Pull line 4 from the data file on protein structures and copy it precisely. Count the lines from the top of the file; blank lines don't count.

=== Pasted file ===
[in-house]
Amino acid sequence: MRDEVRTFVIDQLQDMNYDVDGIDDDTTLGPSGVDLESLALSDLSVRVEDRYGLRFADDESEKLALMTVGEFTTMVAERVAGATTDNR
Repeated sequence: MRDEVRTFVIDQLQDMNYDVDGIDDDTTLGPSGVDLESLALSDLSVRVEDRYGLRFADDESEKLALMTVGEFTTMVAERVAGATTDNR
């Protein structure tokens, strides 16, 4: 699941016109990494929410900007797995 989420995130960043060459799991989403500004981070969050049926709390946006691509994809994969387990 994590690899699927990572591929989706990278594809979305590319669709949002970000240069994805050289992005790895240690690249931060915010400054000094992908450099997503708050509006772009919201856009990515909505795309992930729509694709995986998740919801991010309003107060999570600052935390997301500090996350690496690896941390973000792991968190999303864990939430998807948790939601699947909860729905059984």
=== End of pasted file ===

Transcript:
């Protein structure tokens, strides 16, 4: 699941016109990494929410900007797995 989420995130960043060459799991989403500004981070969050049926709390946006691509994809994969387990 994590690899699927990572591929989706990278594809979305590319669709949002970000240069994805050289992005790895240690690249931060915010400054000094992908450099997503708050509006772009919201856009990515909505795309992930729509694709995986998740919801991010309003107060999570600052935390997301500090996350690496690896941390973000792991968190999303864990939430998807948790939601699947909860729905059984």